Determining whether a blog is constitutionally protected speech or defamation, requires a close and careful look at the statements made. If a blogger can demonstrate that the statements at issue are true, the speech is protected. No one can be punished for speaking the truth, no matter how ugly, or harmful, it may be. Opinions, however, are murkier territory. The United States Supreme Court declined to create a blanket protection for all opinions. Instead, the Court held that if a statement of opinion could be proven false, a defamation claim would be proper. For example, in Milkovich v. Lorain Journal Co., 497 U.S. 1 (1990), the Court determined that a news article expressing the opinion that a wrestling coach lied under oath was not protected speech and could therefore be the basis for a defamation claim.
Public figures are put in a separate category and will have a harder time bringing a defamation claim. This is true, in part, because the public figure is able to use their access to the media as a means to refute the statements or to clear their name, whereas a private figure does not have a platform to address the false statements. In this regard, it is possible for a public figure to transform back into a private figure when this access is lost. The United State Supreme Court in New York Times v. Sullivan, 376 U.S. 254 (1964), held that for a public figure to prevail in a defamation action, they must prove actual malice, meaning that the blogger either knew the statement was false or acted with reckless disregard for the truth. The line between public and private figure is often blurred. Clearly, a politician or celebrity would be considered a public figure, while an everyday person would not. The United States Supreme Court has handed down a number of opinions seeking to create a formula for determining if a person is a public figure or a private individual, but oftentimes these decisions have created more confusion.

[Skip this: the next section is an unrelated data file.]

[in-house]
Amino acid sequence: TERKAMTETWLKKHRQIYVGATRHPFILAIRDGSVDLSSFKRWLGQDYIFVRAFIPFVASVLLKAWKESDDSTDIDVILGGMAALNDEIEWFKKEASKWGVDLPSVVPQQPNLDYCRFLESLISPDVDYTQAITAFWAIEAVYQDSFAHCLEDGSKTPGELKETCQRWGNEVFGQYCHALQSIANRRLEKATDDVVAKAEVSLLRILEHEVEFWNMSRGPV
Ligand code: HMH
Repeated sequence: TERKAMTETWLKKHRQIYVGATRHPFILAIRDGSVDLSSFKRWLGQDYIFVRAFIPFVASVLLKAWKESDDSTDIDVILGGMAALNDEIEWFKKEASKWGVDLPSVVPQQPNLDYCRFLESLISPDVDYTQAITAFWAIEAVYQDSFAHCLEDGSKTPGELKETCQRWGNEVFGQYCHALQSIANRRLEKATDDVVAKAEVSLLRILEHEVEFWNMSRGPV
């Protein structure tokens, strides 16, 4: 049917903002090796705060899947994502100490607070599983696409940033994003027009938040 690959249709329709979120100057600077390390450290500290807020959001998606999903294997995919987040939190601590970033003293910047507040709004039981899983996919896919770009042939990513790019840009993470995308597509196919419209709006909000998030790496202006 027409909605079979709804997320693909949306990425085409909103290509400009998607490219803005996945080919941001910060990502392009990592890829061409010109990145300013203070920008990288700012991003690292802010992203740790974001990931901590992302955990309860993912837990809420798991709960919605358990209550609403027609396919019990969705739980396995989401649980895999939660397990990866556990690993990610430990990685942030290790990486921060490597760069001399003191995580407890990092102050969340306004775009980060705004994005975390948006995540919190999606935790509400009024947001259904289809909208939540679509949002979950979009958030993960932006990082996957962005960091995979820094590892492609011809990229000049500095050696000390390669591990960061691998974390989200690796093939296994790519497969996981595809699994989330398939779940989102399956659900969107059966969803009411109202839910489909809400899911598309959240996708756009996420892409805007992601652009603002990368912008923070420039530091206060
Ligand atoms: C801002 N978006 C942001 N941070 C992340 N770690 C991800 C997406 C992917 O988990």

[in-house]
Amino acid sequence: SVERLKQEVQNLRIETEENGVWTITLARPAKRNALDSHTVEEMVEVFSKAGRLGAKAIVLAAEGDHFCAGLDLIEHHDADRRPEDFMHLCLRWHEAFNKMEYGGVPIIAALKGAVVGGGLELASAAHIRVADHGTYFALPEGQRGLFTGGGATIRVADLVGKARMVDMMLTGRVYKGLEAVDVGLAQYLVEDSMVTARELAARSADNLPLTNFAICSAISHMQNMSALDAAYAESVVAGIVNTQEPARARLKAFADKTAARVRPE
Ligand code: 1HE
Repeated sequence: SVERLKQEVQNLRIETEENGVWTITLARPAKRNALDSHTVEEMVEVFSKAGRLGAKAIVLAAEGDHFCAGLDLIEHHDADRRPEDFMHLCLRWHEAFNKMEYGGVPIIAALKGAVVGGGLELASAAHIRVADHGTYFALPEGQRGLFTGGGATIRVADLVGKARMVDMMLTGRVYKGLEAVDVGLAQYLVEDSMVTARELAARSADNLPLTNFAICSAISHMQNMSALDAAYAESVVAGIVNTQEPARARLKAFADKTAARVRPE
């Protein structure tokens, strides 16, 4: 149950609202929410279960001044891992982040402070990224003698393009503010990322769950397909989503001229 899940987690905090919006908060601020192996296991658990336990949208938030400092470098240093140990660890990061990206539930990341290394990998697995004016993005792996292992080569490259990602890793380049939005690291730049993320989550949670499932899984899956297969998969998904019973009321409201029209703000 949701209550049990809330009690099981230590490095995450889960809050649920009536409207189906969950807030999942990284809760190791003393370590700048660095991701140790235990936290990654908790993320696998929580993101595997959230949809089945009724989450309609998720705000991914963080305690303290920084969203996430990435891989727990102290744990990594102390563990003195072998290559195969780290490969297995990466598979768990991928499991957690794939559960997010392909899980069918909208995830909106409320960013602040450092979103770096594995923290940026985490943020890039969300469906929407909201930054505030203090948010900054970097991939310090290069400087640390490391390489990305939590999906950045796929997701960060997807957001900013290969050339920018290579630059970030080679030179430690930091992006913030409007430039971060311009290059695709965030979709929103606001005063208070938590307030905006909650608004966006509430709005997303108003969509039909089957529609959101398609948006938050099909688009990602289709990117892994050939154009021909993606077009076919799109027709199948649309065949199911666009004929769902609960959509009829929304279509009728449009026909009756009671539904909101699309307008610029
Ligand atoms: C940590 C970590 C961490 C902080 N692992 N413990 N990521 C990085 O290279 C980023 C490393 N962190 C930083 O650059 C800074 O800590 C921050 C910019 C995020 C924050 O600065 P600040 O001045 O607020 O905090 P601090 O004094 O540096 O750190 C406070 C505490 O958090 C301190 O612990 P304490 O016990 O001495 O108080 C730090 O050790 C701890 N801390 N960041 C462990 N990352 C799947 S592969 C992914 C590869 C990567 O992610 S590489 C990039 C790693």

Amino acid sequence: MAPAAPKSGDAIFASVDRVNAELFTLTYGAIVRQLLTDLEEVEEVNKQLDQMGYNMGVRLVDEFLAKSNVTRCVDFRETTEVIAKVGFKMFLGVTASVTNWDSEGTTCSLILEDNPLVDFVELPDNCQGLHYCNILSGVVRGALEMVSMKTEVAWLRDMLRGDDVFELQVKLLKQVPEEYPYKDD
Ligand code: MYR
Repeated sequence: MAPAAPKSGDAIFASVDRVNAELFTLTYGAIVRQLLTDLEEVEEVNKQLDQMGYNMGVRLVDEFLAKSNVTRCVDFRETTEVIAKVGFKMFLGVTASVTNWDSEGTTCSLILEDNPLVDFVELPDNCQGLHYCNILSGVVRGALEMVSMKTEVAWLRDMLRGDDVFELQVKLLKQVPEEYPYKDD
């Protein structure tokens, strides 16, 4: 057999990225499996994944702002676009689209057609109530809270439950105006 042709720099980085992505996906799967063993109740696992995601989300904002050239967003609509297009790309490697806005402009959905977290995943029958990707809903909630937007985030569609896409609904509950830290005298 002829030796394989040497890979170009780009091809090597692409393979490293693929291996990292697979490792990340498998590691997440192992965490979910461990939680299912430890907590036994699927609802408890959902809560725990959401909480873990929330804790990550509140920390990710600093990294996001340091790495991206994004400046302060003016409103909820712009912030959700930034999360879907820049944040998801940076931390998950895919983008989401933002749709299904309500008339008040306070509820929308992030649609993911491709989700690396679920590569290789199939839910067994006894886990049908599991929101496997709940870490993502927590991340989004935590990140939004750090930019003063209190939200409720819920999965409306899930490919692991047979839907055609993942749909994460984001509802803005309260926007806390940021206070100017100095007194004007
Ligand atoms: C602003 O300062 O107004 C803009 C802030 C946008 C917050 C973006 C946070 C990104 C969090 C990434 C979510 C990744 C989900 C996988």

When a blogger is publishing stories about a person, especially a story about a private individual, there is a real threat that they could be held liable for defamation. With this, bloggers would be well advised to make sure that the statements they are making, including opinions, are factually correct. If the statements can be proven false, it is possible a private figure can file an action for defamation. Because the intersection between defamation and the First Amendment can be confusing, it is always best to consult an experienced attorney prior to setting up a blog and prior to posting controversial stories.
Leaving the legality of blogging aside, it is also important that prior to posting a story, bloggers ask themselves what is the point of the story. Are they trying to report helpful information or cause harm to another? If it is the latter, there is a real possibility that the blogger is stepping over a moral and legal line, such that the victim could have a successful defamation claim. At the end of the day, the need to exchange information is important, but there must also be a limit and bloggers must try to have some measure of journalistic integrity. Not everything is a “must read.” Some things are best left unsaid.